This article originally appeared in the Capital City Weekly on June 22, 2016.
We were at the Fish House in Ketchikan early in April, talking about climate; the room was full and the conversation was lively. Outside, the berries were blooming and the snow was gone. Ketchikan was the third stop of the Tidelines Journey, a nine-town ferry tour organized through my work at the Island Institute, a Sitka based nonprofit dedicated to fostering resilience by promoting creative, collaborative explorations of the connections between place and community. I was traveling for the month with a group of storytellers, artists, and culture bearers, all of us working in our own ways to better understand the relationship between the changing climate and our changing cultures. A week into the tour it was becoming clear that other people in Southeast Alaska are as preoccupied with climate change as I am.
For my entire adult life there’s been an environmental alarm in the background of my consciousness, sometimes faint, sometimes loud, but always buzzing away. I’ve come of age alongside our society’s growing recognition of climate change, and I think about it every day. I’ve heard people compare that feeling to what they experienced during the Cold War — a looming threat of global proportions far beyond their control or even the daily experience of any individual. The ferry tour was a way to step back from the distancing global perspective of climate change — the unprecedented environmental disasters, the ugly politics, the terrifying forecasts — to try to capture the Alaskan perspective on the ground.
Toward that end, we hosted conversations in nine coastal communities on the ferry network. We asked people to share observations about changes they’ve seen in the land, what they expect to see in the future, and what climate change means to them. We were excited to have these conversations because of the incredible eloquence of Alaskans when it comes to describing the natural world. As much of the country and world has gone through rapid urbanization and domestication, many Alaskans remain attached to seasonal rhythms, taking direction from seasonal cues and activities, engaging with wildness as a daily practice.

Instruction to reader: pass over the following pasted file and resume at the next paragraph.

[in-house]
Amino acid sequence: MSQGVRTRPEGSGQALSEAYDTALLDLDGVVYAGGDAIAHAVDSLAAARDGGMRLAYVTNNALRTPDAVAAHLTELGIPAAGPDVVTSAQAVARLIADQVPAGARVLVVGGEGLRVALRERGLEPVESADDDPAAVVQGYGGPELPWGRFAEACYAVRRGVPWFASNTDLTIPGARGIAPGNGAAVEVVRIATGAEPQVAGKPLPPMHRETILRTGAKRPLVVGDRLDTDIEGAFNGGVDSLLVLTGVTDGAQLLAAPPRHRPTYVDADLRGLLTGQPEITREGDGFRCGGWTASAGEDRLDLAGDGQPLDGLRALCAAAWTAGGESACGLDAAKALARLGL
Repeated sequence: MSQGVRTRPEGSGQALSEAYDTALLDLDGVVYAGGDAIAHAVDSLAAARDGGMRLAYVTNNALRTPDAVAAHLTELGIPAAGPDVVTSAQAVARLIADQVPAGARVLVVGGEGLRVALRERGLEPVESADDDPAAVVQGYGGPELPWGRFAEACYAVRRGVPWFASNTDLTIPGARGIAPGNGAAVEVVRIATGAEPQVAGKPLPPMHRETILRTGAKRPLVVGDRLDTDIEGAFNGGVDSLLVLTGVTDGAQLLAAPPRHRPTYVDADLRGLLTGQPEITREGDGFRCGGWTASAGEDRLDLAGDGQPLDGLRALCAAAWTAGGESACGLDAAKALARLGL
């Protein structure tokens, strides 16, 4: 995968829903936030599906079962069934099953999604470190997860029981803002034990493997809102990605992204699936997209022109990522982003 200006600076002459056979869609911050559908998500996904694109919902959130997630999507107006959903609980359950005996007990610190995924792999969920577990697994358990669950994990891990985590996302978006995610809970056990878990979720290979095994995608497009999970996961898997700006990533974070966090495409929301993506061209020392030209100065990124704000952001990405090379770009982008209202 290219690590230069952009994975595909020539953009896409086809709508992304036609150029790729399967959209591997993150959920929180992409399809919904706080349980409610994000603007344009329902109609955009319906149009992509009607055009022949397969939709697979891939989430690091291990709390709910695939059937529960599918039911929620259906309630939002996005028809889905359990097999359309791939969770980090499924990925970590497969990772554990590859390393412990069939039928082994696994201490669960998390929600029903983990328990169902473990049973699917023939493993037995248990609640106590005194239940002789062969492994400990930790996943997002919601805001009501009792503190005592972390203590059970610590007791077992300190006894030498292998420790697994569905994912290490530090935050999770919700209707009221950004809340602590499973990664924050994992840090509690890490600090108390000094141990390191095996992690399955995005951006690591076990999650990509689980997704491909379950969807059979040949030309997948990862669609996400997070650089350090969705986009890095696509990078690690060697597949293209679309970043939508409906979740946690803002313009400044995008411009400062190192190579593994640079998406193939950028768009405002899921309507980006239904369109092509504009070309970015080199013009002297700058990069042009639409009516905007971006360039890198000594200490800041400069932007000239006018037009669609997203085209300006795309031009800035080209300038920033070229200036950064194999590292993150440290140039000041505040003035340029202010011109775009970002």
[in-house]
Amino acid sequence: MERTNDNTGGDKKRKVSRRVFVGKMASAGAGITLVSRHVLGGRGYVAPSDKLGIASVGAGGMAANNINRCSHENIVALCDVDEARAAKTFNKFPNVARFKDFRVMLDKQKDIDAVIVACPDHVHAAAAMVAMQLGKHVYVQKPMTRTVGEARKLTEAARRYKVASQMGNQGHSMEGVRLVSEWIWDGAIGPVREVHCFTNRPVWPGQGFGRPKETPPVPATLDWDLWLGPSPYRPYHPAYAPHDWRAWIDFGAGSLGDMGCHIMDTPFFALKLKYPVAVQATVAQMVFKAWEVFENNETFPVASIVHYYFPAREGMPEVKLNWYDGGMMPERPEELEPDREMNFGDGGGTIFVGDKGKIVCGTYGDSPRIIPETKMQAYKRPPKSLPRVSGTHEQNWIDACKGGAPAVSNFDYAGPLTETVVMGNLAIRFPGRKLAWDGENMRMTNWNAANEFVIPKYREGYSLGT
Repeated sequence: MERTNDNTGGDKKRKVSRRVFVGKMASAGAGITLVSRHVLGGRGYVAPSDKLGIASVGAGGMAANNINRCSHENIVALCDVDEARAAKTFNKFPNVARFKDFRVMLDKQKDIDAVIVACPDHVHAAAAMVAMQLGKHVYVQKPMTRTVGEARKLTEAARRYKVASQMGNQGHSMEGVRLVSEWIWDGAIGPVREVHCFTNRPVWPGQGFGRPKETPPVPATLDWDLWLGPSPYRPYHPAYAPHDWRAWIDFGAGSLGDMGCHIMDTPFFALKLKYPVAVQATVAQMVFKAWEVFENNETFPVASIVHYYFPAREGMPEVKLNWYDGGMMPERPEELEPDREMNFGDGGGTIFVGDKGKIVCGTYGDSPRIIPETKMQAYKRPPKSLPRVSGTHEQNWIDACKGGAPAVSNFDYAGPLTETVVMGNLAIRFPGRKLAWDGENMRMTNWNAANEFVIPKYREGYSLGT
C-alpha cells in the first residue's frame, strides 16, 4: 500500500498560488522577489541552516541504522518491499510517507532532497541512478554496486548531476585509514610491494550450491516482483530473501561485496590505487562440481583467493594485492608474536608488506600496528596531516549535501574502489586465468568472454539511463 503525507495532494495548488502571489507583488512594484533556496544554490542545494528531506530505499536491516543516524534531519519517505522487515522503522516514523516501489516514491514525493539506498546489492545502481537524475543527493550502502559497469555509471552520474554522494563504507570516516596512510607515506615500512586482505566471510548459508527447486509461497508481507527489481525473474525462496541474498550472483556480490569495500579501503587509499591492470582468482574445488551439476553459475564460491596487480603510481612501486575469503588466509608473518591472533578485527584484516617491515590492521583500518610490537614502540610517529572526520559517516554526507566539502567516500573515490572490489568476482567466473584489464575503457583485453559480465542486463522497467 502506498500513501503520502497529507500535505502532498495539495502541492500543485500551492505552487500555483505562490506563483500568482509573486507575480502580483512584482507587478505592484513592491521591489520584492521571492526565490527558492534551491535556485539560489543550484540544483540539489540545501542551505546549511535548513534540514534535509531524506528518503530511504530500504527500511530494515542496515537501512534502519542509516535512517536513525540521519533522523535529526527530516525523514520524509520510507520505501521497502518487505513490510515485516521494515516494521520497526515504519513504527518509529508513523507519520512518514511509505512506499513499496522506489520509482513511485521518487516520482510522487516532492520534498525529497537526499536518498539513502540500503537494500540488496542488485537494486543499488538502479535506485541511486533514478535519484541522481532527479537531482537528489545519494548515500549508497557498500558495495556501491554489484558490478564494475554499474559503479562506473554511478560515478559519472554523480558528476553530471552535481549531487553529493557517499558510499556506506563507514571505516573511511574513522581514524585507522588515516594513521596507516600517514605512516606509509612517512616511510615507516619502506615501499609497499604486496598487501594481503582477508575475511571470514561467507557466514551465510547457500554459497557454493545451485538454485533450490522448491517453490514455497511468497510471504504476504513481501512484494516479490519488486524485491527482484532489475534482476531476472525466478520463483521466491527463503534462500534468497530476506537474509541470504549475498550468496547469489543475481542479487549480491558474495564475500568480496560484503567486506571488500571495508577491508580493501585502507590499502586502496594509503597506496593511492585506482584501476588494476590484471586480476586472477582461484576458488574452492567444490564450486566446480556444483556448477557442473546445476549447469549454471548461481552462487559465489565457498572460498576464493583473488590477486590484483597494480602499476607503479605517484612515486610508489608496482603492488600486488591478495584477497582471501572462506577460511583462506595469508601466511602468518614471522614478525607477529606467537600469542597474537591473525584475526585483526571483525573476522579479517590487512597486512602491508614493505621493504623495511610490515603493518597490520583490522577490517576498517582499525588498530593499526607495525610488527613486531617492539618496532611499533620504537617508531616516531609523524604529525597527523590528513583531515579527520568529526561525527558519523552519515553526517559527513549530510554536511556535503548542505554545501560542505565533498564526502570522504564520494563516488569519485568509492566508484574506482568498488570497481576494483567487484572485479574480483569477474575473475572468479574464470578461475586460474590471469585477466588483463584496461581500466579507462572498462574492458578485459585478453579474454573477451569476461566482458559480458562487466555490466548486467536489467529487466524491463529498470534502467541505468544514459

We believe that the world needs to hear those sorts of perspectives, and all of that knowledge and experience made for expansive conversations on our ferry tour. What we learned is that when Alaskans talk about climate change, there isn’t much that we don’t talk about. We talk about migration and exodus, blueberries and cedar, carbon and nitrogen. We talk about the snow-melt and the spawning salmon. We talk about higher tides, glacial rebound, and green mountaintops. We talk about forest fires and algal blooms and seabird starvation. We talk about steamer clams and the red tide and the forced decline of longstanding subsistence practices. We talk about jobs and lifestyles, about dependence and independence, about war and collapse and expansion and contraction and carrying capacity and our capacity for caring, about unpredictability and the difficulty of adaptation. We talk about winning and losing. We talk about grandparents and grandchildren. We talk about language and the words we won’t need or will need more than ever.
As the tour continued, we came to realize that most of us don’t have the scientific tools to differentiate between climate-related changes and the other forms of environmental imbalance that we’re witnessing. That’s why when we talk about climate change, we can’t help but talk about seals loaded with lead, about wastewater from cruise ships, tailings from mines, and coastlines riddled with trash from around the world. We talk about how mountain lions have arrived on Kupreanof Island as a result of moose arriving as a result of willow growing as a result of humans logging. We talk about science, but we also talk about storytelling, about tradition and about technology, about responsibility, and about regret.